So if you look at the various ones in the show, some of them have very graphic elements, very hard lines or shapes and those pieces in my mind didn’t need a whole lot of shape.  They’ve already got a lot of interest because of these very strong graphic elements so I tried to make subtle shapes in them, to change them relatively little and it’s interesting because you have the happy accident kind of quality in that when they’re first put up there you’re just trying to put them on the wall, you’re not trying to make any shapes but inevitably when you put them up with all the chopsticks in there’s some shape imparted by that and you say, “Oh I like that shape and I don’t like that shape over there so we’ll keep that one and lose that one.”  So there’s a little bit of coincidence involved in it too. There are things happening that you don’t expect and that’s fun and interesting so you want to preserve some of that. So a couple of the pieces that went up that’s pretty much exactly what happened. They went up and I said, “That looks good almost just the way it is and it doesn’t need any more shape. “ There are several pieces like that. Other pieces, particularly the ones that are more or less monochrome that don’t have really obvious lines and shapes in them, to me those are the ones that benefit from having a little bit more drama, a little bit more shape in them.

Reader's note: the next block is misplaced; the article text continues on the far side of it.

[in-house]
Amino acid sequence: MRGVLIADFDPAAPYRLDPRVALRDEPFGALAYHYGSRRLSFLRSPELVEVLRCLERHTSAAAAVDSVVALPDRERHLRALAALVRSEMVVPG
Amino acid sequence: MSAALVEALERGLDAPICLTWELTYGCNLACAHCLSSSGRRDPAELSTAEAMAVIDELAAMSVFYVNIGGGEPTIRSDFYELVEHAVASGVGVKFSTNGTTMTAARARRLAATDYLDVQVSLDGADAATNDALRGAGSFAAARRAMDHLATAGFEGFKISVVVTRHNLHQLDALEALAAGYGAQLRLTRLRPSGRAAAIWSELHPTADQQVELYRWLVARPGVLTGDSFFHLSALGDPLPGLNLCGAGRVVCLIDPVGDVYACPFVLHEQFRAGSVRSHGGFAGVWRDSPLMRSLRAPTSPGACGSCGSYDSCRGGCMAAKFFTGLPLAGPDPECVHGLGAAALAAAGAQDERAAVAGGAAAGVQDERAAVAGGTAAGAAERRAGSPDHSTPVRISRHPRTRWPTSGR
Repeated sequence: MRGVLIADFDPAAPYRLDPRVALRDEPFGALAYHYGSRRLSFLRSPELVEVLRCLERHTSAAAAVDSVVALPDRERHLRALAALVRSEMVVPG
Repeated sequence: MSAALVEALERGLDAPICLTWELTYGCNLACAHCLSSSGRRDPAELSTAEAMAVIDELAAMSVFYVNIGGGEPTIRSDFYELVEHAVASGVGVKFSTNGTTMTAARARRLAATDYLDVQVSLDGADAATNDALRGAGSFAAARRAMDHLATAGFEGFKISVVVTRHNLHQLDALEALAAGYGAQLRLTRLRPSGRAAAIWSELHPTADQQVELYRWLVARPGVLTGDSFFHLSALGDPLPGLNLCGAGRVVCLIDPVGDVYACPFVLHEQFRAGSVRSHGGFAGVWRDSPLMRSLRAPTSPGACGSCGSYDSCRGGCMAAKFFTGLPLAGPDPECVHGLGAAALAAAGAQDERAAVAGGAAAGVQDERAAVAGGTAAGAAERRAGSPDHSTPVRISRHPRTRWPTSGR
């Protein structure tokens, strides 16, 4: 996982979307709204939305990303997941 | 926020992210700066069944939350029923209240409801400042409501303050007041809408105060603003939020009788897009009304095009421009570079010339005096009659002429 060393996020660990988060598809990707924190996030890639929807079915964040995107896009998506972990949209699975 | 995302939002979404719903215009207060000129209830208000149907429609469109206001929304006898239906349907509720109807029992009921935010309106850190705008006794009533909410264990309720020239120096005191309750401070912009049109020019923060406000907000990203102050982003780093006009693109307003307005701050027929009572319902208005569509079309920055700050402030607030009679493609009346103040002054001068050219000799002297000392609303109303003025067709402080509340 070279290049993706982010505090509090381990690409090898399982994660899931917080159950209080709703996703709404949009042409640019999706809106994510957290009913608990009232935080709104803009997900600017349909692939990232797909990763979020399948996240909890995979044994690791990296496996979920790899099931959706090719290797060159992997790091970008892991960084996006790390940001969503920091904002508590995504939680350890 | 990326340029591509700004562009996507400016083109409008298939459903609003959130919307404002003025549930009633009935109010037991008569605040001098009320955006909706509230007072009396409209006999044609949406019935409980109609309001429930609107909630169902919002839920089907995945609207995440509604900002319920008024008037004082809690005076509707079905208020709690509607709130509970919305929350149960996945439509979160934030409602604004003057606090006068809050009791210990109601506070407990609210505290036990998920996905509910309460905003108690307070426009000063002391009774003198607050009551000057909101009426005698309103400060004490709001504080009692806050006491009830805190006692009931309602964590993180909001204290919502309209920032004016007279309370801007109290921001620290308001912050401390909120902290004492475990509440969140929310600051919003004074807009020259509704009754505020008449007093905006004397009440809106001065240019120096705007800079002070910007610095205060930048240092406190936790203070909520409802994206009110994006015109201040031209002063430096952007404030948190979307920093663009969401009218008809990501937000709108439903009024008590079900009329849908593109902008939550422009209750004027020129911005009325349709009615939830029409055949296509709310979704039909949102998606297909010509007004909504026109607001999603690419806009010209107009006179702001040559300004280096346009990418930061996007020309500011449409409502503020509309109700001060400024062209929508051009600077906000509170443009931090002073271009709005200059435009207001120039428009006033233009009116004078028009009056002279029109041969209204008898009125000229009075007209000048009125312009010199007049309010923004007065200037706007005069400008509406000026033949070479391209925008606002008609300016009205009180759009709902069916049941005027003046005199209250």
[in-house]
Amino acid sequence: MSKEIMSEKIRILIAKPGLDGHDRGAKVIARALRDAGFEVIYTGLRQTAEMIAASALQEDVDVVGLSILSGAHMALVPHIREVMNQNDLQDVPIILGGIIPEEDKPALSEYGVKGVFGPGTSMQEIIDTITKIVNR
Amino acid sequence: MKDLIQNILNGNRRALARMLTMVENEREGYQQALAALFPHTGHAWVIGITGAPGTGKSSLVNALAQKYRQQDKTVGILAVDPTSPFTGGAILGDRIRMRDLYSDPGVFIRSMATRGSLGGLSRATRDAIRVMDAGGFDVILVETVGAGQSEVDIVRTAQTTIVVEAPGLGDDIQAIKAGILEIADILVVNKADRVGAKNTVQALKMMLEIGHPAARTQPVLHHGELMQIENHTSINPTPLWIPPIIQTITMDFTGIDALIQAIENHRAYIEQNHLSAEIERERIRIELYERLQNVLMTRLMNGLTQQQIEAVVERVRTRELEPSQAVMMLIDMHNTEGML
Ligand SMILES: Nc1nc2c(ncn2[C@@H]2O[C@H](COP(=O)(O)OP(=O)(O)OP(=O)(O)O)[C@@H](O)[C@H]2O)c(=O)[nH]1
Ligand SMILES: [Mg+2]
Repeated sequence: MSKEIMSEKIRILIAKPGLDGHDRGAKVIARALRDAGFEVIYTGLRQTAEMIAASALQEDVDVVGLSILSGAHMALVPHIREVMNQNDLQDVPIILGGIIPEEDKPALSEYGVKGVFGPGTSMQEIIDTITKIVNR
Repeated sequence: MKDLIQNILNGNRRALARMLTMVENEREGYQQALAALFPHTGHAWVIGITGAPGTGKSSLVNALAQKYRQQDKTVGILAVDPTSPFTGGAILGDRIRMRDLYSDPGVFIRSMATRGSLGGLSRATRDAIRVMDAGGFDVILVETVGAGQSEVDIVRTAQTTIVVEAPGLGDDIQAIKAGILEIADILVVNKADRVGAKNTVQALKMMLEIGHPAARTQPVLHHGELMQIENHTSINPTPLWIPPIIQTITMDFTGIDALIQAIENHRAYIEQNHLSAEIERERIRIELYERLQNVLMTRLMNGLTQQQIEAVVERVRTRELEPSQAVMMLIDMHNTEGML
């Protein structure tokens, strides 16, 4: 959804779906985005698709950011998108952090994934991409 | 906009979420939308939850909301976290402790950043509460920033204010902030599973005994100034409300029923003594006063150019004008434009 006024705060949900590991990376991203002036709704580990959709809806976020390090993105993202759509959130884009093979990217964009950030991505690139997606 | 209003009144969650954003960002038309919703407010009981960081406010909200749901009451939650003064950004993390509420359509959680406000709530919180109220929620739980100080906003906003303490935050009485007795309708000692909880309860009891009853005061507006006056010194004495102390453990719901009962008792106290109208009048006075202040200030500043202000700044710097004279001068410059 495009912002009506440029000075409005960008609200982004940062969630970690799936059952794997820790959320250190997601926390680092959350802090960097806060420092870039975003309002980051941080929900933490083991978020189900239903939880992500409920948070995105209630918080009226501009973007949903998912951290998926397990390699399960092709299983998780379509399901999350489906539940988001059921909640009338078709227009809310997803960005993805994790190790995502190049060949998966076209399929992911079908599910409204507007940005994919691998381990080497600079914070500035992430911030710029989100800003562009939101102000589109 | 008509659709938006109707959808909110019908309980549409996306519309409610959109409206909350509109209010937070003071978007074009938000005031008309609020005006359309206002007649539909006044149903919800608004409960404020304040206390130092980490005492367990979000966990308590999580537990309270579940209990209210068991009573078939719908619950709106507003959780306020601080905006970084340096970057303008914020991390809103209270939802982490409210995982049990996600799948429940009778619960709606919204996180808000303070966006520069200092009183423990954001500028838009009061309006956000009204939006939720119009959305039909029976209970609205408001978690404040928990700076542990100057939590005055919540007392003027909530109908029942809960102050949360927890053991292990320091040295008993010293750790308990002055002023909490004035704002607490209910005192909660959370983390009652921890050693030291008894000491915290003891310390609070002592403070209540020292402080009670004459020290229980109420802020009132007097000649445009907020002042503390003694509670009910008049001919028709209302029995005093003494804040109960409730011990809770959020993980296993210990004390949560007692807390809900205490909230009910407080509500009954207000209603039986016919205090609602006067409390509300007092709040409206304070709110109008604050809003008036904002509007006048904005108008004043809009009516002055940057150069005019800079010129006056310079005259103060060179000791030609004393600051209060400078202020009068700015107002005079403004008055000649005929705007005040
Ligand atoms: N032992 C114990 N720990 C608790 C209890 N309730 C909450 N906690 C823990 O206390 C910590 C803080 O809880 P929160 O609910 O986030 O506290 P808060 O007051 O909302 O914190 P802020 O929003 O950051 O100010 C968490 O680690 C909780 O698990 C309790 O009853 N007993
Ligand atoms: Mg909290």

PH: So we had hung all of them except for the very last one Stressed World and I’d already decided on that one. Unlike the others one I’d already seen a previous installation of it that I really liked and that was one where the artist himself  had done the shaping and I thought that’s really good for that piece. But all the other ones I really just disregarded what it’d looked like at other places and decided on my own what looked good in our space. So I hung all of them except for Stressed World and Zebra Crossing was the last one and in comparison to all the others I thought it looked a little boring. And Linda Dougherty who is the curator of record for the show we walked through because she really had the last word about what they looked like.  I was doing the [installation] work but it was really her taste and feeling about what looked good or not. So we walked through and she’d say, “Change this one a little and that one a little here.” But for the most part she liked them but for Zebra Crossing she said, “It needs a little something in the middle.”  That’s all she said.  So it was late on a Friday and I’d moved it a little bit and moved it a little bit and said, “Well this isn’t working so I need to do something radical.” So I started making big shapes in it and just changing it as much as I could all over the place and I worked on it for about an hour.  Then I stood back from it and realized it looked radically different from anything else in the show.  So then I said, “I don’t know what Linda’s going to say about this. I‘ve just gone way off on a tangent with this one.”